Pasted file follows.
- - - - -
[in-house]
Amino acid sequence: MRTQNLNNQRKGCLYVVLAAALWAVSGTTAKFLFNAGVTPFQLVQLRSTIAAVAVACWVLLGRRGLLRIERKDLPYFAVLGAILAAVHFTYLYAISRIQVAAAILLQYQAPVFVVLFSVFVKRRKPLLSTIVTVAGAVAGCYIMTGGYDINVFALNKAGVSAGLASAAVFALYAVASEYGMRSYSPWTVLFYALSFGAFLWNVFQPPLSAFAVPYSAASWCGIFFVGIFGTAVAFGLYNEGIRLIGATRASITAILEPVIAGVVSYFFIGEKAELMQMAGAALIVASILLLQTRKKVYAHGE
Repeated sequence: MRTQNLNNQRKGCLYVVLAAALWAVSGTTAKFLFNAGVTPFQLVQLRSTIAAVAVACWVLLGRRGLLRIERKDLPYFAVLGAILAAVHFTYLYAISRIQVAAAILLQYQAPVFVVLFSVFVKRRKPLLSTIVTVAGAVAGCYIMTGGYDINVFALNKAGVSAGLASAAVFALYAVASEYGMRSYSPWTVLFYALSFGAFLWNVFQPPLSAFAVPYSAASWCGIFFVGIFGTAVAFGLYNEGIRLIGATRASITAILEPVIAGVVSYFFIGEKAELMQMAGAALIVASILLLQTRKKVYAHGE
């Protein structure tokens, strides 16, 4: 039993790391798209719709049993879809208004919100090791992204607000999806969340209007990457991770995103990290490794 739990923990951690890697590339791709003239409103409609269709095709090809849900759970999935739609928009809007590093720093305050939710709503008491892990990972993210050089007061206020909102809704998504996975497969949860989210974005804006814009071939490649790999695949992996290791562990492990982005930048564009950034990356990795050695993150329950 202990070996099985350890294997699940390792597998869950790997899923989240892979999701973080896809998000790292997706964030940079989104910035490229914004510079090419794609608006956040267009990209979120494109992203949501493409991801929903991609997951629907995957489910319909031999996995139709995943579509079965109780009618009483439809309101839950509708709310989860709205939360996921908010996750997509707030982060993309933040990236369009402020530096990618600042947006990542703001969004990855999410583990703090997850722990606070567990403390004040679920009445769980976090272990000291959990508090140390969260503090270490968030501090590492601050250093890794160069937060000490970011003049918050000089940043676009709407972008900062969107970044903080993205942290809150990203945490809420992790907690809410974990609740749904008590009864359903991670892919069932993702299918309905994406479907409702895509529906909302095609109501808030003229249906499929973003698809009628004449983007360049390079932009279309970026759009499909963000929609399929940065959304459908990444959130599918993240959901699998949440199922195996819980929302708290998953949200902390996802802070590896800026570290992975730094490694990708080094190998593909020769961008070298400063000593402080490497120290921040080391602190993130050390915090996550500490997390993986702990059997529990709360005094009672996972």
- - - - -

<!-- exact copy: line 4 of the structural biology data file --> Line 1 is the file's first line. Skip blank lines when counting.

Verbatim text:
């Protein structure tokens, strides 16, 4: 039993790391798209719709049993879809208004919100090791992204607000999806969340209007990457991770995103990290490794 739990923990951690890697590339791709003239409103409609269709095709090809849900759970999935739609928009809007590093720093305050939710709503008491892990990972993210050089007061206020909102809704998504996975497969949860989210974005804006814009071939490649790999695949992996290791562990492990982005930048564009950034990356990795050695993150329950 202990070996099985350890294997699940390792597998869950790997899923989240892979999701973080896809998000790292997706964030940079989104910035490229914004510079090419794609608006956040267009990209979120494109992203949501493409991801929903991609997951629907995957489910319909031999996995139709995943579509079965109780009618009483439809309101839950509708709310989860709205939360996921908010996750997509707030982060993309933040990236369009402020530096990618600042947006990542703001969004990855999410583990703090997850722990606070567990403390004040679920009445769980976090272990000291959990508090140390969260503090270490968030501090590492601050250093890794160069937060000490970011003049918050000089940043676009709407972008900062969107970044903080993205942290809150990203945490809420992790907690809410974990609740749904008590009864359903991670892919069932993702299918309905994406479907409702895509529906909302095609109501808030003229249906499929973003698809009628004449983007360049390079932009279309970026759009499909963000929609399929940065959304459908990444959130599918993240959901699998949440199922195996819980929302708290998953949200902390996802802070590896800026570290992975730094490694990708080094190998593909020769961008070298400063000593402080490497120290921040080391602190993130050390915090996550500490997390993986702990059997529990709360005094009672996972």